The script looks at all interfaces on the switch, and those that have been inactive (no traffic send/received) for more than seven days are shutdown. All interfaces that were shut down in a logged in a Cisco sparkroom. The interface description is updated with a message indicating the time/date it was shutdown by the PCI-check application.
To run the script, we’ll use the Embedded Event Manager. EEM is a really powerful piece of IOS infrastructure that can be used to schedule the Python script to run. The EEM cron job runs the Python script at 15 minutes past the hour, Monday to Friday.
event manager applet PCI-check event timer cron cron-entry "15 * * * 1-5" action 1.0 cli command "enable" action 1.1 cli command "guestshell run python bootflash:gs_script/src/pci-tool/pci_check.py --apply"
This script can now be run hourly (instead of weekly). It’s an example of scaling using on-box Python.
Example 2 – DNS ACL
Another customer had a requirement to keep an ACL updated with the latest DNS entries. For example, they wanted the ACL to reflect the real IP addresses of www.cisco.com and www.amazon.com.
This script automatically schedules its next execution based on the minimum Time To Live (TTL) of the DNS response. It ensures we don’t attempt to update more often than necessary.
The script logs entries that are added to the ACL via syslog, but that could be Cisco Spark or any other notification mechanism.
show logging *Jul 12 11:44:11.174: %SYS-5-USERLOG_NOTICE: Message from tty4(user id: ): "Looking up cisco.com" *Jul 12 11:44:11.253: %SYS-5-USERLOG_NOTICE: Message from tty4(user id: ): "Looking up amazon.com" *Jul 12 11:44:11.341: %SYS-5-USERLOG_NOTICE: Message from tty4(user id: ): "adding IP: 18.104.22.168 to ACL: status: Success" *Jul 12 11:44:11.351: %SYS-5-USERLOG_NOTICE: Message from tty4(user id: ): "adding IP: 22.214.171.124 to ACL: status: Success" *Jul 12 11:44:11.360: %SYS-5-USERLOG_NOTICE: Message from tty4(user id: ): "adding IP: 126.96.36.199 to ACL: status: Success" *Jul 12 11:44:11.370: %SYS-5-USERLOG_NOTICE: Message from tty4(user id: ): "adding IP: 188.8.131.52 to ACL: status: Success" *Jul 12 11:44:11.379: %SYS-5-USERLOG_NOTICE: Message from tty4(user id: ): "adding IP: 184.108.40.206 to ACL: status: Success" *Jul 12 11:44:11.389: %SYS-5-USERLOG_NOTICE: Message from tty4(user id: ): "adding IP: 220.127.116.11 to ACL: status: Success" *Jul 12 11:44:11.398: %SYS-5-USERLOG_NOTICE: Message from tty4(user id: ): "adding IP: 18.104.22.168 to ACL: status: Success" *Jul 12 11:44:17.605: %SYS-5-USERLOG_NOTICE: Message from tty5(user id: ): "reschedule in : 557 seconds: status: Success"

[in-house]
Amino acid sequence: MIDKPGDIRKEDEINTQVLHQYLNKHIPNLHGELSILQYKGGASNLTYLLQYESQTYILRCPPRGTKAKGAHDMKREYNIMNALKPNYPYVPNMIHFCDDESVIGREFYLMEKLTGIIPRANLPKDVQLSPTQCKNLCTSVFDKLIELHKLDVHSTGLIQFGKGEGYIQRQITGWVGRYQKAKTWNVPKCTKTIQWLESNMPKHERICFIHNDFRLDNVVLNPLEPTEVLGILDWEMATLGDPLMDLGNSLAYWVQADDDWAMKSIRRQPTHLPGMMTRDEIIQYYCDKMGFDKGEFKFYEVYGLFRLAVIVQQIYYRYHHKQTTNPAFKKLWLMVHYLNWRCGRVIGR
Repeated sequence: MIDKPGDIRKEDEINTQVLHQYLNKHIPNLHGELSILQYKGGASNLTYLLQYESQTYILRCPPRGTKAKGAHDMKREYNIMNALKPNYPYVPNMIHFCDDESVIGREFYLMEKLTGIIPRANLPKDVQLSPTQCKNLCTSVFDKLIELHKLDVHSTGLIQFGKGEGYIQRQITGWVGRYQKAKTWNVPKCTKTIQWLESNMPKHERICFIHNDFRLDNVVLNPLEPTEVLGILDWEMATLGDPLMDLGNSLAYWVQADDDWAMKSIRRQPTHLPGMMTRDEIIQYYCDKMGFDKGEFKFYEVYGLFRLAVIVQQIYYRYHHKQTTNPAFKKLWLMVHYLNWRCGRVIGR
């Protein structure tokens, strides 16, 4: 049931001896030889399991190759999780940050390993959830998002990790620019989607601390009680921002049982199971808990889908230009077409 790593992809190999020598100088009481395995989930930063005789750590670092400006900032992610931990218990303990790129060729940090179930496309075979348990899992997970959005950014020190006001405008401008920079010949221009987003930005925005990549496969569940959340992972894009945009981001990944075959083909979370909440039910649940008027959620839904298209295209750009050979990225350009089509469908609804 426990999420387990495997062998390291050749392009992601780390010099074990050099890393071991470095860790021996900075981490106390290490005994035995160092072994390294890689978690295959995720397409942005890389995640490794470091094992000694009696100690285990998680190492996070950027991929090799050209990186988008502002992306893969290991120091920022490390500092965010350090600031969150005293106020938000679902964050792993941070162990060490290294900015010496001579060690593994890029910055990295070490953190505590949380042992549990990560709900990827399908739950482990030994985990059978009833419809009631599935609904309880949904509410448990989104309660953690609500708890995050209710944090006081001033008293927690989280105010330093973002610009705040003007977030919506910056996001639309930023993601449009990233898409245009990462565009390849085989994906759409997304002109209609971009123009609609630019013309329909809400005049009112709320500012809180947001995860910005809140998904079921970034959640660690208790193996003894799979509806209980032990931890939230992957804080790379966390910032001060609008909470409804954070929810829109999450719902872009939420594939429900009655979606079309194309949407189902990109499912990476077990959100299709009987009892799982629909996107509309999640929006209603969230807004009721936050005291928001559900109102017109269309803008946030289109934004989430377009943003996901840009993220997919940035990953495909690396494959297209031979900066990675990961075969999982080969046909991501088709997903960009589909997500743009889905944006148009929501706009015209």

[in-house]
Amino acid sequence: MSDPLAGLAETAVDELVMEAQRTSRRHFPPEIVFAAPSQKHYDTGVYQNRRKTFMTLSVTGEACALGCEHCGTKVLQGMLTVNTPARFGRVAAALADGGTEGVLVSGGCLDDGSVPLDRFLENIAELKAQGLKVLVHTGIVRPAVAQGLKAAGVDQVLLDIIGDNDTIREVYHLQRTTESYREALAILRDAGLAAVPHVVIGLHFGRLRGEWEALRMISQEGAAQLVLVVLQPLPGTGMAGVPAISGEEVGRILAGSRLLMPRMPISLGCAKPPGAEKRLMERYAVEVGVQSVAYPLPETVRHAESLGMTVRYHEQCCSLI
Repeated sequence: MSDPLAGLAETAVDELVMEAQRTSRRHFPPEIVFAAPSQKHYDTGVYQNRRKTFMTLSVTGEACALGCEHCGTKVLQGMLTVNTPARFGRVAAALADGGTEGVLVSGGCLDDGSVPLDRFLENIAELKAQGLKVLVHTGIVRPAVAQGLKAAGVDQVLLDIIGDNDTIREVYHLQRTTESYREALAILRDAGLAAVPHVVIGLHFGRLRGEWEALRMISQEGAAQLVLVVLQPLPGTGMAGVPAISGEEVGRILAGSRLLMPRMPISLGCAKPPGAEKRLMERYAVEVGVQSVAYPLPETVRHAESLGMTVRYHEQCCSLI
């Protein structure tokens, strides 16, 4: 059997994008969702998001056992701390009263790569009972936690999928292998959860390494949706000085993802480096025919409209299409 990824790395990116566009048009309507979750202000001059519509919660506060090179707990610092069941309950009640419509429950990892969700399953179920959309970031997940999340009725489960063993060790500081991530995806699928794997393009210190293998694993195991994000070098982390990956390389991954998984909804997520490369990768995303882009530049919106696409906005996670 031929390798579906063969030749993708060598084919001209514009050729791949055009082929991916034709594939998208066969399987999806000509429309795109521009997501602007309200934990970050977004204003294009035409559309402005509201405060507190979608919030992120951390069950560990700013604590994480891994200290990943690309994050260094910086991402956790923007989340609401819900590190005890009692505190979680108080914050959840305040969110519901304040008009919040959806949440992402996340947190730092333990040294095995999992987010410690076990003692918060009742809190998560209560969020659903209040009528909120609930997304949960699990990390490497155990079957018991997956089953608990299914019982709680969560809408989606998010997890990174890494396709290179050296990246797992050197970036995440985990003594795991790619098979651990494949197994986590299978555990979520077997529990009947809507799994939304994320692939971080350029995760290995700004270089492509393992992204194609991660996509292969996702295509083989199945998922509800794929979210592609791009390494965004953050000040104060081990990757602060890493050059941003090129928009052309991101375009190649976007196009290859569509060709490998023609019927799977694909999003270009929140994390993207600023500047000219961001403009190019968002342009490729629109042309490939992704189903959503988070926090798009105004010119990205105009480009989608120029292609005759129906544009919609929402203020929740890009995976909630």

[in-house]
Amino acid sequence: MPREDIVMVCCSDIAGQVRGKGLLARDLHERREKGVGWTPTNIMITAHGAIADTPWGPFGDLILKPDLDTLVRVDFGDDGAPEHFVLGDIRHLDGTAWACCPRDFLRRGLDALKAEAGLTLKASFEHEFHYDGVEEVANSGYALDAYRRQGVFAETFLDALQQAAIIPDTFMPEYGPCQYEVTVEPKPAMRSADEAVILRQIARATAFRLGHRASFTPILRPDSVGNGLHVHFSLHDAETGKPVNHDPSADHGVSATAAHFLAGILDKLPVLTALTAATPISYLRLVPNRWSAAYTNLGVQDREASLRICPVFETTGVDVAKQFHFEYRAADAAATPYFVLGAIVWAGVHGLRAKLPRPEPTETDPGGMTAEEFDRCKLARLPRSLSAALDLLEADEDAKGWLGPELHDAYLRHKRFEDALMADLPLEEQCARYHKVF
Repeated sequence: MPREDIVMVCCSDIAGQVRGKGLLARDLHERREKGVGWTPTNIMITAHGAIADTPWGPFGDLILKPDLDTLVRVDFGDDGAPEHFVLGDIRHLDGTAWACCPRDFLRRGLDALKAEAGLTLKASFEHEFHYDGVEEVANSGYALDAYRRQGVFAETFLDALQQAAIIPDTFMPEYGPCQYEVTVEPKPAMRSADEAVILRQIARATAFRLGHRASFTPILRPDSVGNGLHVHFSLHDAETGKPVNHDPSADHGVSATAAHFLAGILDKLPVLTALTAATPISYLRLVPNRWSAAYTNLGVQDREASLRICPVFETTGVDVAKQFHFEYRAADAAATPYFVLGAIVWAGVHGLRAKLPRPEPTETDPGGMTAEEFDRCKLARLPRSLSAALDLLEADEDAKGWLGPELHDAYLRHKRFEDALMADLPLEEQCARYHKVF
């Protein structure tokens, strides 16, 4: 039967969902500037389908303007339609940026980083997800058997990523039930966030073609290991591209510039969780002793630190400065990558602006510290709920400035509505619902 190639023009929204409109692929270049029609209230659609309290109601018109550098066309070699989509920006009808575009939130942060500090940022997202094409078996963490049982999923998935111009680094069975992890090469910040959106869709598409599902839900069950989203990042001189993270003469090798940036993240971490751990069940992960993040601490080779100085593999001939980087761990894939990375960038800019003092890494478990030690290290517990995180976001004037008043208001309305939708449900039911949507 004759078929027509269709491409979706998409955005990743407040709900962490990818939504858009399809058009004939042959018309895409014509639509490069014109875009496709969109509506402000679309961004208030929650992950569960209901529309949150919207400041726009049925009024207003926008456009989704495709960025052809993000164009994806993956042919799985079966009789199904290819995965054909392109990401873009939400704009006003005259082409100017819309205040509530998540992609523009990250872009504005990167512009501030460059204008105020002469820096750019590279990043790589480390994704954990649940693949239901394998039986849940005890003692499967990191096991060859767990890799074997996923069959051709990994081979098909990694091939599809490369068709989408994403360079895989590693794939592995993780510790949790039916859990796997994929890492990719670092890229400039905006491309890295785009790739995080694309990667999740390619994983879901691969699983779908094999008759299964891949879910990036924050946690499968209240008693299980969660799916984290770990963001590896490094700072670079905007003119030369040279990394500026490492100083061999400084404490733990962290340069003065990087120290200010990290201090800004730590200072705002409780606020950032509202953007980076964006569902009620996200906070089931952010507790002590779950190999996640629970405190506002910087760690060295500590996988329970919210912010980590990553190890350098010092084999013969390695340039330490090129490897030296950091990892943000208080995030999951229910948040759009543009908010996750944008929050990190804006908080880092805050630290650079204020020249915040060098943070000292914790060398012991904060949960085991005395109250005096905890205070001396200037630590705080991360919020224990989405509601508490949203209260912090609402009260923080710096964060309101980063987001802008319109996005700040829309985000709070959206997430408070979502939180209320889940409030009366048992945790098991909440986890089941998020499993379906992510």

Here is the resulting ACL. Notice how the remarks are used to indicate the time the ACL changed. The last two entries were added at a later date.
9300#show run | sec canary
ip access-list extended canary_ip_in
remark Added 22.214.171.124 @Wed Jul 12 11:44:11 2017
permit ip any host 126.96.36.199
remark Added 188.8.131.52 @Wed Jul 12 11:44:11 2017
permit ip any host 184.108.40.206
remark Added 220.127.116.11 @Wed Jul 12 11:44:11 2017
permit ip any host 18.104.22.168
remark Added 22.214.171.124 @Wed Jul 12 11:44:11 2017
permit ip any host 126.96.36.199
remark Added 188.8.131.52 @Wed Jul 12 11:44:11 2017
permit ip any host 184.108.40.206
remark Added 220.127.116.11 @Thu Jul 13 16:34:37 2017
permit ip any host 18.104.22.168
remark Added 22.214.171.124 @Thu Jul 13 16:34:37 2017
permit ip any host 126.96.36.199
deny ip any any
This script uses a different type of EEM trigger, a countdown timer. The script self-updates the trigger based on the TTL of the DNS response. In the case below, it will fire in the next 557 seconds.